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According to the general plan, Seville was to be readied for the challenge of hosting the world exposition by being developed into a modern city. The plan foresaw the renewal and expansion of the road and rail transport networks within the city, creating tighter and closer links between the various city districts and also reducing through-traffic. The plan also included details for redesigning many old city squares. Relocating the course of the railway improved the link to the national rail network and shortened journey times, whilst the track alignments which had effectively divided the city centre into two halves, were to be banned underground. This would make the two original train stations redundant, to be replaced by the new "Santa Justa" station building designed by Antonio Cruz and Antonio Ortiz. These two Seville architects gave their station design the flavour of the Art Deco period and it is now the most outstanding architectural monument to have been created in connection with the EXPO. In addition to numerous new motorways, a new high speed train link - the AVE - was built between Madrid and Seville which slashed the trip time from ten to a sensational three hours. On top of all this, the airport was rebuilt to a design of Rafael Moneo and the port to the south of the city was redeveloped on a large scale in anticipation of booming freight traffic.

The rebuilt Avenida Torneo followed the former railway alignment to create a link with the city for the quarter located opposite the exposition grounds on the bank of the Guadalquivir. The banks of the river were upgraded by terraces and avenues. In order to make the EXPO easily accessible from the city, and revitalise the river as an important inner city element, seven new bridges were built. The main access to the site was provided by the bridge which runs from the inner city to the monastery. The deliberately understated design employed asymmetrical box girder elements and stems from Luis Viñuela and Fritz Leonhard. To the north of this bridge, the Barqueta bridge was built to a design based on ideas presented by Juan Arenas and Marcos Pantaleon. The roadway is supported by cables suspended from a long extended arch, the ends of which split apart to straddle the road. At the same time, the lack of symbolic EXPO architecture was made good by the Santiago Calatrava designed motorway bridge. The Alamillo bridge has a 140 metre high angled pylon from one side of which diagonal cables reach across the river to anchor points in the opposite bank.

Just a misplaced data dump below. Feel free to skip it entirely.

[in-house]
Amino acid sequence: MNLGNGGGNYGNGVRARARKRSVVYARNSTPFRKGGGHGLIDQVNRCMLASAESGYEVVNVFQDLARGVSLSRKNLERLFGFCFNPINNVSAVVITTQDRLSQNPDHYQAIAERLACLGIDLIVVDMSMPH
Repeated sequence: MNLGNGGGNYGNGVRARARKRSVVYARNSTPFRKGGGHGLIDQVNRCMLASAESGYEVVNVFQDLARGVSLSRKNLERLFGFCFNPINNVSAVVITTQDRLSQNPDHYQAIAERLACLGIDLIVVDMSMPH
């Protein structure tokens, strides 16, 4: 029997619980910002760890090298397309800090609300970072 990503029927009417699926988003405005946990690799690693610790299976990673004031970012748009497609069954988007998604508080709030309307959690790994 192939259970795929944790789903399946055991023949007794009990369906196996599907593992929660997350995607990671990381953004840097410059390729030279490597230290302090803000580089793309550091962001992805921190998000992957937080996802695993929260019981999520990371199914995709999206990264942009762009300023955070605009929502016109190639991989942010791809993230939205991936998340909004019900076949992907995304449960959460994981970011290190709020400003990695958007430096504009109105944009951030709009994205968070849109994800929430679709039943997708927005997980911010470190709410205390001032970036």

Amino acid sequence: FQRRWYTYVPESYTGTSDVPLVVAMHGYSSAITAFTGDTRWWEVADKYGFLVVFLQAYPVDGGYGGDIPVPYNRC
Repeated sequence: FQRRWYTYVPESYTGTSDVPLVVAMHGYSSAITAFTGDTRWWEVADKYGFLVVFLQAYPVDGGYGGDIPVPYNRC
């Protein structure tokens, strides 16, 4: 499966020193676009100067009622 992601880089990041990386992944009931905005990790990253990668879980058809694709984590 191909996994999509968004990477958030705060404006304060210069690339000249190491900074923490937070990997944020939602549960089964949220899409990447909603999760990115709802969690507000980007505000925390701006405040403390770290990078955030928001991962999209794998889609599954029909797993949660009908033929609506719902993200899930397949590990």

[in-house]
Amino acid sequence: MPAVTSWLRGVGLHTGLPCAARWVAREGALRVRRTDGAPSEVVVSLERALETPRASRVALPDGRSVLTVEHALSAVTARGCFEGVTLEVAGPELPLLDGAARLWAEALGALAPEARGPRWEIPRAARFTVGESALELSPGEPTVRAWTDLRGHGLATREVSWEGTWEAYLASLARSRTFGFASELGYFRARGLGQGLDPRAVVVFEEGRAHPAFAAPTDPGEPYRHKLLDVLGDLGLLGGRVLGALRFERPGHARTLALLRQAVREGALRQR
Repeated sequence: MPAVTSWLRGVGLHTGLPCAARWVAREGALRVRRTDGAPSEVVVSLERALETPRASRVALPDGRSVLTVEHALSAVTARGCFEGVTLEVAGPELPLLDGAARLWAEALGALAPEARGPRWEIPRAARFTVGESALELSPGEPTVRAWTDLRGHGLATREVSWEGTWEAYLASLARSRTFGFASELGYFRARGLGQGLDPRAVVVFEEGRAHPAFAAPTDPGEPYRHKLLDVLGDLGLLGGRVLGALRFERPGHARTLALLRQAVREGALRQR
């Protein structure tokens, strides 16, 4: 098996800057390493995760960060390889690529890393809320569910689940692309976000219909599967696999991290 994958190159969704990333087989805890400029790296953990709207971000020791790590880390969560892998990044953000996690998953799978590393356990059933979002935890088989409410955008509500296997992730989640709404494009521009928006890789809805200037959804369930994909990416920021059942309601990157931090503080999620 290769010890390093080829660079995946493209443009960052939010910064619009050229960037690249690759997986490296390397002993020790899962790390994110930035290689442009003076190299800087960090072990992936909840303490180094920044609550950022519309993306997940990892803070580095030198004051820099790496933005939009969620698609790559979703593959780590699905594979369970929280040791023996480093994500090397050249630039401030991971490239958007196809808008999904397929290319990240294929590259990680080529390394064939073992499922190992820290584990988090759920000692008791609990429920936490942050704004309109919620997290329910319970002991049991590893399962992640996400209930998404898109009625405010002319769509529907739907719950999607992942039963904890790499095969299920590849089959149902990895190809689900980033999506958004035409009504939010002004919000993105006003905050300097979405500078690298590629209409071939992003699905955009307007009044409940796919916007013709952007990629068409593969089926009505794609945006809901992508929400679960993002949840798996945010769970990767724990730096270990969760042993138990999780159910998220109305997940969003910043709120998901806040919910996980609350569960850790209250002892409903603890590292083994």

To cope with the hoped for and generously calculated hordes of visitors, 40,000 car parking spaces and 1,100 bus parking spaces were developed on the island. Visitor transport within the exposition was provided by a magnetic overhead railway, a cable car system, busses, electric cars for employees, boats and a catamaran.

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The Seville World Exposition 1992
A new city infrastructure
Year: 1992City: SevillaCountry: Spain
Duration: 20th April - 12th October 1992



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